Just Because a New Social Media-Tool Exists, Doesn’t Mean Your Brand Needs to Use It

Thanks to the success of social networks like Facebook, Twitter and YouTube, social media is now being pitched as a surefire way to strengthen your brand. But, unlike death and taxes, social media does not guarantee brand lift.  The space has become a highly fragmented market, and several new products being introduced into the social space are niche-focused.

Some brand’s can leverage new products like Vine, whereas others can’t (or shouldn’t) produce content for some of the emerging mediums because it would be like stuffing ten pounds into a five-pound-bag.

Likewise, sometimes a brand simply doesn’t align with a platform’s user base, which can make for awkward appeals towards an uninterested audience. Nevertheless, it is important that your company is ahead of the curve in recognizing new social media trends; it’s equally important that you establish a strategy how to integrate and use a new product. Once you have done that, you can then determine which social platforms are right (or wrong) for your brand.

Looking at Vine, there are some trends indicating that the Twitter-owned product has established itself as a worthwhile endeavor for communicators. Unruly recently conducted a study using 10 million Vine submissions as its data set and determined the following:

  • An average of 5 Tweets per second contain a Vine link.
  • 4% of the top 100 tracked Vines is branded content.
  • Weekends are the most popular time to share Vines.
  • According to Unruly co-founder, Matt Cooke, vines that evoke emotional response are shared most frequently.

On the flip side, Facebook has demonstrated how a new social-media product can land with a veritable thud. The company’s Home app has been described as a “flop,” and many are describing the smartphone home screen app as “too intrusive” and “pushy.”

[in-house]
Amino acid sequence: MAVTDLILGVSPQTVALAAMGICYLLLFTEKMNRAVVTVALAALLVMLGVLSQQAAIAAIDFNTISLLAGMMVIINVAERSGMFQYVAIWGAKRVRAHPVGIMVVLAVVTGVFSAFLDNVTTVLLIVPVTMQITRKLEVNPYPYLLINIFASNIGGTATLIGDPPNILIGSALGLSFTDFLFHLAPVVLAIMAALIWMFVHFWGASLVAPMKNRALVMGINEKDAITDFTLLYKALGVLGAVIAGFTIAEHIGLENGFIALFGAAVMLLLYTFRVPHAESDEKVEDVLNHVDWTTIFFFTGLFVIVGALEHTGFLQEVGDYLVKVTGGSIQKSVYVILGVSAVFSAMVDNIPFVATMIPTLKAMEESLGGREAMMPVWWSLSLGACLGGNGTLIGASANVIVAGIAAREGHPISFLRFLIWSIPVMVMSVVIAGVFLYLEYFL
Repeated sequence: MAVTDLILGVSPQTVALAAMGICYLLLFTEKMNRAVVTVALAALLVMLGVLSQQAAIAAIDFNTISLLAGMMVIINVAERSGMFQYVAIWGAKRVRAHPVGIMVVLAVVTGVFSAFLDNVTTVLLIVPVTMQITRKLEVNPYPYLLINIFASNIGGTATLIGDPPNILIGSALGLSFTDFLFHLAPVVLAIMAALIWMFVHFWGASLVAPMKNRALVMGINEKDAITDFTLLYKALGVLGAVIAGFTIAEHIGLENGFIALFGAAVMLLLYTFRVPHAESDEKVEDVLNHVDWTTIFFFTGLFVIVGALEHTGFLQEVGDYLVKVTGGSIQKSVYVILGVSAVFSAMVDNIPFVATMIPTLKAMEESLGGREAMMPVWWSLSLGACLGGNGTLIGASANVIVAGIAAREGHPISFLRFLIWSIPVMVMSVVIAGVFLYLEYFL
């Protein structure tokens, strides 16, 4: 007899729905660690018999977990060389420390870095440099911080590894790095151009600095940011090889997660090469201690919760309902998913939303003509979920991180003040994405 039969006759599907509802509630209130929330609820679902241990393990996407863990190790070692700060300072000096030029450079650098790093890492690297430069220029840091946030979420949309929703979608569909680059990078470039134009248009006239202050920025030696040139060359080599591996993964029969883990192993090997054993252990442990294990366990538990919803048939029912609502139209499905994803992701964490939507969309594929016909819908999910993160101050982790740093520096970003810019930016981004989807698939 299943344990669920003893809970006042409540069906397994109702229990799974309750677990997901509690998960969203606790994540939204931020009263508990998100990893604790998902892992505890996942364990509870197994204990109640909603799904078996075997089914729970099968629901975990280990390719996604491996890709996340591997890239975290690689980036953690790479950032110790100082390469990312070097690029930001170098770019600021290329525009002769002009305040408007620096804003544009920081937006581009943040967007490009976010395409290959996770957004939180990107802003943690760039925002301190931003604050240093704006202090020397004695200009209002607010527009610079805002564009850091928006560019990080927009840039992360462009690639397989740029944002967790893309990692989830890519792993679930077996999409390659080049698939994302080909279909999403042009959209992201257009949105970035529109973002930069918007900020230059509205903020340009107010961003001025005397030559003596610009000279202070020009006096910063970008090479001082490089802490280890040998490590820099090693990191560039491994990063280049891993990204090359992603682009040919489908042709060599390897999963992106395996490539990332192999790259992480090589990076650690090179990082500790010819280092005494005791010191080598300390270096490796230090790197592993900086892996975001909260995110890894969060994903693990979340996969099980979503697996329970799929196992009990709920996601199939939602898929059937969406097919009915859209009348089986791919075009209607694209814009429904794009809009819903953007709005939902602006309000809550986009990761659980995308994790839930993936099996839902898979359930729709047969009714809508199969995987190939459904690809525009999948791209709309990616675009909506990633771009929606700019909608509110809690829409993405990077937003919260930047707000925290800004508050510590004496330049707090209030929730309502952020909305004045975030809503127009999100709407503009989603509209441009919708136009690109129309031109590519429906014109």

Home integrates Facebook into all of your smartphone’s activities and makes the assumptions that users always want to stay connected to the Facebook network. Facebook was so confident of the plan that it launched the app with a $99 dollar price tag. That price has been dramatically slashed down to $.99 cents, while product reviews have been less than stellar.

The main point is that just because a social media product is new, doesn’t mean it can help your brand.

So you may be better off taking your time and planning a more deliberate, methodical approach to entering into a new social space.

Follow Caysey Welton: @cayseyw




About Caysey Welton

Caysey Welton is Associate Editor at PR News and Folio: Magazine. He spent more than a decade as a chef and restaurant professional before switching tracks to pursue his passion for media and communications. Caysey has a deep interest in converging media landscapes and ecosystem disruptors, public relations and crisis communications. He holds a BS in Media, Culture and Communications from New York University.

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